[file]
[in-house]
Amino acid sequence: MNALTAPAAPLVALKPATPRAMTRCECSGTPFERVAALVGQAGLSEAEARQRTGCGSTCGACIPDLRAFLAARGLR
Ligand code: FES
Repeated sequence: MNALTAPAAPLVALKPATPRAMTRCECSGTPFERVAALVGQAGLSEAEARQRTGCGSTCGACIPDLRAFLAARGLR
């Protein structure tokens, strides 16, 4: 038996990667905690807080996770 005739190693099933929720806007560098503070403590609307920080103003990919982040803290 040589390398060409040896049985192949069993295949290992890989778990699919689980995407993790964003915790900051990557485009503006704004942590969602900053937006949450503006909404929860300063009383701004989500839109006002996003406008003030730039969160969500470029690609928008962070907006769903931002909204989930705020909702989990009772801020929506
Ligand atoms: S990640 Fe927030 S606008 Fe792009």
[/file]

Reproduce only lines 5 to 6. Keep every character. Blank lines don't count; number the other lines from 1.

């Protein structure tokens, strides 16, 4: 038996990667905690807080996770 005739190693099933929720806007560098503070403590609307920080103003990919982040803290 040589390398060409040896049985192949069993295949290992890989778990699919689980995407993790964003915790900051990557485009503006704004942590969602900053937006949450503006909404929860300063009383701004989500839109006002996003406008003030730039969160969500470029690609928008962070907006769903931002909204989930705020909702989990009772801020929506
Ligand atoms: S990640 Fe927030 S606008 Fe792009």